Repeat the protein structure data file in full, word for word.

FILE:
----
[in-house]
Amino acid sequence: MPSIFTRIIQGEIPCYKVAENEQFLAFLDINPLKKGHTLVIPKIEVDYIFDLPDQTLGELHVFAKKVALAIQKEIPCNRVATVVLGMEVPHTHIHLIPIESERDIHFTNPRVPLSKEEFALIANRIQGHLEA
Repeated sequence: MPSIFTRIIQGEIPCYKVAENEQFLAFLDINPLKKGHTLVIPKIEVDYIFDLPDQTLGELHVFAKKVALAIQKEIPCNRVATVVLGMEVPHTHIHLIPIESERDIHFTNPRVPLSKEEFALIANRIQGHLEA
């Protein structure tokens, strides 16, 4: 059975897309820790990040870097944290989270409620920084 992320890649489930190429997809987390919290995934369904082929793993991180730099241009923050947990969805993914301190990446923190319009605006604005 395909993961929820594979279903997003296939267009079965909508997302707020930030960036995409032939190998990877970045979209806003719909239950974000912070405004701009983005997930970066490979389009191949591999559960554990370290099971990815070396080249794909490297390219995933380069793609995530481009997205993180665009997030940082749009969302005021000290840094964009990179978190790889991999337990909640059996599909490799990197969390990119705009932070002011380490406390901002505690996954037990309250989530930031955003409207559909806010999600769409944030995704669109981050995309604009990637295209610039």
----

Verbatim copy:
[in-house]
Amino acid sequence: MPSIFTRIIQGEIPCYKVAENEQFLAFLDINPLKKGHTLVIPKIEVDYIFDLPDQTLGELHVFAKKVALAIQKEIPCNRVATVVLGMEVPHTHIHLIPIESERDIHFTNPRVPLSKEEFALIANRIQGHLEA
Repeated sequence: MPSIFTRIIQGEIPCYKVAENEQFLAFLDINPLKKGHTLVIPKIEVDYIFDLPDQTLGELHVFAKKVALAIQKEIPCNRVATVVLGMEVPHTHIHLIPIESERDIHFTNPRVPLSKEEFALIANRIQGHLEA
């Protein structure tokens, strides 16, 4: 059975897309820790990040870097944290989270409620920084 992320890649489930190429997809987390919290995934369904082929793993991180730099241009923050947990969805993914301190990446923190319009605006604005 395909993961929820594979279903997003296939267009079965909508997302707020930030960036995409032939190998990877970045979209806003719909239950974000912070405004701009983005997930970066490979389009191949591999559960554990370290099971990815070396080249794909490297390219995933380069793609995530481009997205993180665009997030940082749009969302005021000290840094964009990179978190790889991999337990909640059996599909490799990197969390990119705009932070002011380490406390901002505690996954037990309250989530930031955003409207559909806010999600769409944030995704669109981050995309604009990637295209610039």